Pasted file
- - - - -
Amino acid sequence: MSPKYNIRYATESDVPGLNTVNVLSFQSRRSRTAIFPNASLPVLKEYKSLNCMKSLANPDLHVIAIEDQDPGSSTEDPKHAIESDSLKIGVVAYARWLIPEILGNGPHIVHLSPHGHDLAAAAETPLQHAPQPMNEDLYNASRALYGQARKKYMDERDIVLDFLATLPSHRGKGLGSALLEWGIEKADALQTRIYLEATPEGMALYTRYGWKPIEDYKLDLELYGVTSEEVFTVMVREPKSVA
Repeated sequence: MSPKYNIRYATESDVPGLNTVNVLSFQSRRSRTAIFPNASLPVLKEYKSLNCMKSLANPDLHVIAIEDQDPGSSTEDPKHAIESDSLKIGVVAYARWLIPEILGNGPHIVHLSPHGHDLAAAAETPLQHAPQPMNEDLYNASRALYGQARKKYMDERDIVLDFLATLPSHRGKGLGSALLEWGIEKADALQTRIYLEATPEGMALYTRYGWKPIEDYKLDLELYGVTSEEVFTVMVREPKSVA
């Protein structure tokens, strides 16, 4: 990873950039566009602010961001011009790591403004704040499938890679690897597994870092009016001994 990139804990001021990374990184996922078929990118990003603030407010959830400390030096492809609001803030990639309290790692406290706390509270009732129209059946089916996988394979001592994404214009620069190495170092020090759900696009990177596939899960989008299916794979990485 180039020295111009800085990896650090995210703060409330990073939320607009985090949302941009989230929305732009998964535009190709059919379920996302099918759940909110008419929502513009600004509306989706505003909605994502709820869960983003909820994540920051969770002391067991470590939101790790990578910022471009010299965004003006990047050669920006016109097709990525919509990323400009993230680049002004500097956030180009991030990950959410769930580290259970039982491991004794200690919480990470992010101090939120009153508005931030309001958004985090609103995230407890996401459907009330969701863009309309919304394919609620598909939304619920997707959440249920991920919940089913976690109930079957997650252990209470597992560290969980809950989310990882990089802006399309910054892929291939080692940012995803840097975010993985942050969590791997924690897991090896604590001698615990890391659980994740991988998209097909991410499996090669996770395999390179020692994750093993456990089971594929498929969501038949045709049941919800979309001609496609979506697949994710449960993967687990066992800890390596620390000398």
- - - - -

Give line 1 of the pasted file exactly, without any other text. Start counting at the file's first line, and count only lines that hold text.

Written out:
Amino acid sequence: MSPKYNIRYATESDVPGLNTVNVLSFQSRRSRTAIFPNASLPVLKEYKSLNCMKSLANPDLHVIAIEDQDPGSSTEDPKHAIESDSLKIGVVAYARWLIPEILGNGPHIVHLSPHGHDLAAAAETPLQHAPQPMNEDLYNASRALYGQARKKYMDERDIVLDFLATLPSHRGKGLGSALLEWGIEKADALQTRIYLEATPEGMALYTRYGWKPIEDYKLDLELYGVTSEEVFTVMVREPKSVA